“The symptoms of apartheid are everywhere,” Abdelkarim said. “Palestinians have different colored license plates, and they must carry identity cards banning them from most areas. Palestinians live in squalor next to Israeli luxury.”

A case in point, he said, is the settlement of Ma’ale Adumim, where an air-conditioned shopping center offers all the merchandise of a U.S. mall. It is like another planet to the excluded Palestinians who live in shanties with rationed water and sporadic electricity service.

The California physician noted that Gaza is broken into three enclaves and how difficult it is for doctors to move from one hospital to the next.

As for the right of return, Dr. Abdelkarim said the Israelis claim it would be national suicide to allow Palestinian refugees to return. Yet, he argued, if the refugees in Lebanon were to return only one percent of Israelis would be affected.

“There simply is no precedent for refugees to be prevented from returning to their national origin,” he concluded.

Jane Hunter of the Coalition for Justice in Hawaiian Gardens and Jerusalem said that one man, Irving Moskowitz, can make or break peace in the Middle East.

“Without Moskowitz, chances are most extremist settlers wouldn’t have the money to do what they do,” she stated. “The Hawaiian Gardens bingo parlor (and casino which is awaiting its license) sends millions of dollars to fanatics who stage move-ins in Jerusalem.”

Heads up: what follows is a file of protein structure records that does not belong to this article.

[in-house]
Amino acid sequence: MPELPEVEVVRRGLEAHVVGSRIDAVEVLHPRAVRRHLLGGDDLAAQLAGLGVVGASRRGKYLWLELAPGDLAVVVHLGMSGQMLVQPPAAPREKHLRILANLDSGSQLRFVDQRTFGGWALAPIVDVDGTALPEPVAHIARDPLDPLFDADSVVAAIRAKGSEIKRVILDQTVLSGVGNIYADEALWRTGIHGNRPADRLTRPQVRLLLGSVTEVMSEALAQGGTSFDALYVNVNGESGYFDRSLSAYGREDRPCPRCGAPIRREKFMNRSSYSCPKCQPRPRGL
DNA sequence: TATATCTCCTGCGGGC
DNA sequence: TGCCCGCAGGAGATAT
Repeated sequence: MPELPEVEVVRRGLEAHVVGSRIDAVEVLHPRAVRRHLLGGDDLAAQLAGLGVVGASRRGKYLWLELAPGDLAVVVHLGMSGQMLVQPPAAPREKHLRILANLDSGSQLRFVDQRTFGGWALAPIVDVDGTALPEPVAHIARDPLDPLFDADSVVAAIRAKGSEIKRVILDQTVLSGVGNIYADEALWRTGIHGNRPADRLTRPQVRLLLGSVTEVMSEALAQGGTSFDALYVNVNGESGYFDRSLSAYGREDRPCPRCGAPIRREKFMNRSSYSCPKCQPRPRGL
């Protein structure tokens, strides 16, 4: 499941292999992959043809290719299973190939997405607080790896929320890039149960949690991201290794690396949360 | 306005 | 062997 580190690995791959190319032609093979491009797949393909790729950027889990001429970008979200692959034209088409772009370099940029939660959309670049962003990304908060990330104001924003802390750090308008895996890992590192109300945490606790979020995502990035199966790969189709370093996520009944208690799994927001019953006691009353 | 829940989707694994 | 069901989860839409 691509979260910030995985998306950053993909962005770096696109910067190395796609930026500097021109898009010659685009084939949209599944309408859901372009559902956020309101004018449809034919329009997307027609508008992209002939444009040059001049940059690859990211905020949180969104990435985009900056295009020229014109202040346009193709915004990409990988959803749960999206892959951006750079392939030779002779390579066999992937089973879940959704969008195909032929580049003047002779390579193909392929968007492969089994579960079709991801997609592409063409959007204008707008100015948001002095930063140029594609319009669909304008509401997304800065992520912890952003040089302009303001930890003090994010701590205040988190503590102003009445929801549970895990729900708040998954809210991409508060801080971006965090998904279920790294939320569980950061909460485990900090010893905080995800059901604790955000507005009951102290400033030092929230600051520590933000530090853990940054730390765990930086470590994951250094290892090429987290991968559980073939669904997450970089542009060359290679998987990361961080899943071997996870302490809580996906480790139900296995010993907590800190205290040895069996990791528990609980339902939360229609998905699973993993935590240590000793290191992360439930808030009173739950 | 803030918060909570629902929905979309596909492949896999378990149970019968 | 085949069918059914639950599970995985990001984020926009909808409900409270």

Moskowitz, who grew up in Milwaukee but claims to be a Holocaust victim, finances the purchase of highly sensitive properties to block peace, Hunter continued. Among his cheering section in the U.S., she said, is Morton Klein and his Zionist Organization of America, which make vicious attacks on moderate Muslims.

Can Moskowitz be stopped? Hunter asked rhetorically.

So far, California Attorney General Bill Lockyear has not granted a license to Moskowitz’s casino. In order to operate a casino, the proprietor must be of good character. Hunter said her organization has brought to the attention of the attorney general’s office that Moskowitz’ wife, Sherna, has a Web site with an assassination game that targets Israeli peace activists. Moskowitz runs Hawaiian Gardens, the smallest and poorest city in Los Angeles County, as if it were his plantation, Hunter said. The city is in debt to build the casino, and residents are too intimidated to complain.

For more information, visit <>.

When asked why RAND, the CIA and other U.S. corporate interests give the green light to settlements, Hunter replied that Israel’s far-right movement is backed by the government. “There is a vacuum of opposition that allows the extremists to be tolerated,” she said, “because it is too expensive to oppose them.”

Professor Seikaly added that President Jimmy Carter had tried to stop the settlements, and that it is costly for Israel to subsidize them, but nevertheless the Zionist plan to buy land in the heart of Arab territory is perpetuated.

For more information on the proceedings papers to be released by Open Tent, visit <>.

Pat and Samir Twair are free-lance journalists based in Los Angeles.